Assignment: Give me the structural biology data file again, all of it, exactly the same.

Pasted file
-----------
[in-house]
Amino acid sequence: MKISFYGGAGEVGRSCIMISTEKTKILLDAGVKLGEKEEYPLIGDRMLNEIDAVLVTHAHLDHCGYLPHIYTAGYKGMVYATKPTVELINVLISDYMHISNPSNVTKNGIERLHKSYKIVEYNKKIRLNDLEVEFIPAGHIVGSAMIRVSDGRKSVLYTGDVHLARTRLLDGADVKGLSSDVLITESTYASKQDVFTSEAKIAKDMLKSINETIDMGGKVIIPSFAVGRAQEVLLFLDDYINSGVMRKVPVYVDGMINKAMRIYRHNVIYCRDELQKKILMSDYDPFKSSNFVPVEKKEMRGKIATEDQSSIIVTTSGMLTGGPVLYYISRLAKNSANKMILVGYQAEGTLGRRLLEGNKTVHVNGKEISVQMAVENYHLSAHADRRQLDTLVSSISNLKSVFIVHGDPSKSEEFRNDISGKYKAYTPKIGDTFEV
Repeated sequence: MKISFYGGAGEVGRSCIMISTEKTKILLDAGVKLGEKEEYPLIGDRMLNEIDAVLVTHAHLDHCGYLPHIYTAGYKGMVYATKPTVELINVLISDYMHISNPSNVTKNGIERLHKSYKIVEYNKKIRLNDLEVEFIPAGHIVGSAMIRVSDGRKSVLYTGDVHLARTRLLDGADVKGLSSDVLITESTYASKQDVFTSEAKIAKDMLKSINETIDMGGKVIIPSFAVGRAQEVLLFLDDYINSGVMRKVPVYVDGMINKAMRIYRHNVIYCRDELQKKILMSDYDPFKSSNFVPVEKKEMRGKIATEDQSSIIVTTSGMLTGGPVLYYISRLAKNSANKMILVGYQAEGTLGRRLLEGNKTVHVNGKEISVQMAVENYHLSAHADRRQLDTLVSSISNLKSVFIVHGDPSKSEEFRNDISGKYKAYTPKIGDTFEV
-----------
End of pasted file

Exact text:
[in-house]
Amino acid sequence: MKISFYGGAGEVGRSCIMISTEKTKILLDAGVKLGEKEEYPLIGDRMLNEIDAVLVTHAHLDHCGYLPHIYTAGYKGMVYATKPTVELINVLISDYMHISNPSNVTKNGIERLHKSYKIVEYNKKIRLNDLEVEFIPAGHIVGSAMIRVSDGRKSVLYTGDVHLARTRLLDGADVKGLSSDVLITESTYASKQDVFTSEAKIAKDMLKSINETIDMGGKVIIPSFAVGRAQEVLLFLDDYINSGVMRKVPVYVDGMINKAMRIYRHNVIYCRDELQKKILMSDYDPFKSSNFVPVEKKEMRGKIATEDQSSIIVTTSGMLTGGPVLYYISRLAKNSANKMILVGYQAEGTLGRRLLEGNKTVHVNGKEISVQMAVENYHLSAHADRRQLDTLVSSISNLKSVFIVHGDPSKSEEFRNDISGKYKAYTPKIGDTFEV
Repeated sequence: MKISFYGGAGEVGRSCIMISTEKTKILLDAGVKLGEKEEYPLIGDRMLNEIDAVLVTHAHLDHCGYLPHIYTAGYKGMVYATKPTVELINVLISDYMHISNPSNVTKNGIERLHKSYKIVEYNKKIRLNDLEVEFIPAGHIVGSAMIRVSDGRKSVLYTGDVHLARTRLLDGADVKGLSSDVLITESTYASKQDVFTSEAKIAKDMLKSINETIDMGGKVIIPSFAVGRAQEVLLFLDDYINSGVMRKVPVYVDGMINKAMRIYRHNVIYCRDELQKKILMSDYDPFKSSNFVPVEKKEMRGKIATEDQSSIIVTTSGMLTGGPVLYYISRLAKNSANKMILVGYQAEGTLGRRLLEGNKTVHVNGKEISVQMAVENYHLSAHADRRQLDTLVSSISNLKSVFIVHGDPSKSEEFRNDISGKYKAYTPKIGDTFEV